Well guys, it’s been a minute since I’ve written a review. I don’t feel quite ready to do a deep dive into a full length review for either of these (I also waited a little too long since I read them before sitting down to do this and didn’t take good reading notes, so I’m a little blurry on the details.) Still, I really thought both of these were phenomenal for entirely different reasons; I fully expected to love Ninth House because I love Leigh Bardugo and everything she does, and I was really pleasantly surprised by The Beautiful. Without further ado, let’s get into what I thought about these books! Just a note: the last paragraph of my thoughts on The Beautiful contains some spoiler-y stuff, although I keep it really vague. Just be aware it’s there!
NINTH HOUSE by Leigh Bardugo
Like I said above, I pretty much knew I was going to love this even before I started this. Bardugo is one of my all-time favorite authors, I had friends who read this before me and loved it, and so much of the book community raved about it. (Funny, I’m just now looking at reviews on Goodreads and seeing a lot of disappointment.) That’s quite a bit of hype to live up to, and I will admit I was a little nervous about it falling short. Fortunately, it met pretty much all of my expectations. I don’t think it’s my favorite book by Bardugo (that title probably still goes to Crooked Kingdom), but I loved this venture into a more adult genre, and I sincerely hope she writes more adult novels.
So what did I love about this? Really, just about everything. I thought Alex was a phenomenal character, with flaws and a tragic past and doesn’t always do the right thing. She’s not exactly what you would call a likeable character, but honestly I am so sick of characters (and especially female ones) having to fit a certain mold in order for them to be liked or to be a good character. Characters don’t need to be perfect or likeable in order to be bold, interesting and good. In fact, I’d rather they weren’t any of those things, and I think we start to Alex’s growth in this book, and I think there’s so much more that she can learn and do in the future. I don’t think she’s as fully fleshed-out as she could be, but, given the fact that there’s a sequel, I wasn’t as annoyed or frustrated by that as I usually am. I also just generally have a lot of faith in Bardugo’s capacity to write captivating sequels, so maybe I was reading this as more of a set-up for whatever happens in the next book. Am I setting myself up for disappointment by doing that? Maybe. But I still really enjoyed this book.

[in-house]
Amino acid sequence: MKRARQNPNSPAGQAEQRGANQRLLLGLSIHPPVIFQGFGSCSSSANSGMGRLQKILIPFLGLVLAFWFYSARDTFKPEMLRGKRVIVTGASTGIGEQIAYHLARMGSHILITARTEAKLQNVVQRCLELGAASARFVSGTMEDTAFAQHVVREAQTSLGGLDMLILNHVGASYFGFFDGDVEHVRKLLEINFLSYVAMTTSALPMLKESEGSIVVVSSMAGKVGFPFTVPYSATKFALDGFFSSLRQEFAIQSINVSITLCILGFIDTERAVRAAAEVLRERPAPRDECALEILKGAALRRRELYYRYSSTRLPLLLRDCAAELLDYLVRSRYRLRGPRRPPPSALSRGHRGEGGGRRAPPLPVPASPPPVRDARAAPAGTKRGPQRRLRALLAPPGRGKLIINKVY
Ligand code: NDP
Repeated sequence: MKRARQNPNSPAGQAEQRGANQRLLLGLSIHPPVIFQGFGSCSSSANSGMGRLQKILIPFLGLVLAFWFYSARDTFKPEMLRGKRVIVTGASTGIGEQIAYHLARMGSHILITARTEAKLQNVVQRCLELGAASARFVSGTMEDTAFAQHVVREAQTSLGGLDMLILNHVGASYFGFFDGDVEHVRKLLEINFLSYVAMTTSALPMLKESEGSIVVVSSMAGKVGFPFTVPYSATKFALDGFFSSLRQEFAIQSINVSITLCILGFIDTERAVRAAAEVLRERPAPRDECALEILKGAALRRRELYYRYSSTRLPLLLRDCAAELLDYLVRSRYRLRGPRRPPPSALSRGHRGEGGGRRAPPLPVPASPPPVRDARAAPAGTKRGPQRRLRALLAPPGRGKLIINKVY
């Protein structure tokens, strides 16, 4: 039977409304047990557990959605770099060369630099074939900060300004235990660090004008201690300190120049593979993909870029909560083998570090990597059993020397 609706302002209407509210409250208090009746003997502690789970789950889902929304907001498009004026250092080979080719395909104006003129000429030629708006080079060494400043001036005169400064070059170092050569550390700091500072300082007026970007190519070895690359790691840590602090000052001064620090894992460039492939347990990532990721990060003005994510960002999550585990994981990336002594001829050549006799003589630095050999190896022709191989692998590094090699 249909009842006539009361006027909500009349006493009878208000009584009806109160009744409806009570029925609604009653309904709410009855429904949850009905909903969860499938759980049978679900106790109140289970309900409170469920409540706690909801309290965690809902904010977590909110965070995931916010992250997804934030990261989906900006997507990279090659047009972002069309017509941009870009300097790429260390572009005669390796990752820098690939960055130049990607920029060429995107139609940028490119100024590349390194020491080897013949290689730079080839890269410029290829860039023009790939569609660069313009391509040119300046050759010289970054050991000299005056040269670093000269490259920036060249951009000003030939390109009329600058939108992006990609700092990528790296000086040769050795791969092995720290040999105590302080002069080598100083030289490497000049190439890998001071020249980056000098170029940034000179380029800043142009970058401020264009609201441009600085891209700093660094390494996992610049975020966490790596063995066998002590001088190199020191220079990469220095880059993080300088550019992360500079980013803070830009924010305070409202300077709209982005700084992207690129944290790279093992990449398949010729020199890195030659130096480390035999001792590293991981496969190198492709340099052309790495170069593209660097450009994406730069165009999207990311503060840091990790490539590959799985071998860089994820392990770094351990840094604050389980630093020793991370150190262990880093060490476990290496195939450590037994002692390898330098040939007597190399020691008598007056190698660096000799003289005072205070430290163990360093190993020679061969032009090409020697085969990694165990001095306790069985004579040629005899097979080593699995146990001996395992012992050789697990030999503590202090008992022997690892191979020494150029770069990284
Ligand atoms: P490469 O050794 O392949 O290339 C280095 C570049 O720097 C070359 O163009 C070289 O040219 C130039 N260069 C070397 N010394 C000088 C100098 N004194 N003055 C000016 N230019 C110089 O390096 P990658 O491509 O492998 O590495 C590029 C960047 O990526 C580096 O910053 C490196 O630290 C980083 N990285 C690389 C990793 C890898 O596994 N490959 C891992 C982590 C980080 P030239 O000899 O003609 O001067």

I will admit that I was a little confused throughout maybe the first half of the novel. The setup for the novel’s fantasy elements didn’t seem as thorough as they could’ve been, and there were moments where I just had no idea what was going on or what was being talked about. I was reading an e-book version, so I didn’t realize there was a glossary until I had finished the book, so maybe that would have helped a little. Once I got the hang of the Houses, though, it became more straightforward and I followed everything that much easier. I also think it kind of adds to both the book’s atmosphere and Alex’s character that not everything about the houses and the magic, since the book really comes across as a dark, fantastical mystery and since Alex herself is so unsure of everything, especially early on. Still, I think both of these elements could have been maintained in a way that leaves the reader a little less confused. Ninth House also just generally starts off a little slow, so it took me a while to get into it, which probably didn’t help my level of confusion, since I can handle frustration/confusion/mystery if I’m invested. Once the book picked up, though, it really picked up and I loved every minute of it.
As for the characters, I thought both Darlington and Dawes were pretty criminally underutilized. Everyone seems to love Darlington, and I think they should. But he’s also a bit Mr. Perfect, which grated on my nerves just a little, but as we learn more about him, we learn that’s not necessarily the case. I can get behind a character that starts off seeming perfect and then loses some of that as the book progresses. I thought getting so many Darlington-centric chapters was a really clever and added an extra dimension to the book that I didn’t expect. And, really, I just loved Dawes and wanted to see more of her. She was so quick and clever and done with all of Alex’s bullshit yet was there to support her no matter what happened, and I absolutely adored their dynamic, especially as it progressed.
THE BEAUTIFUL by Renee Ahedieh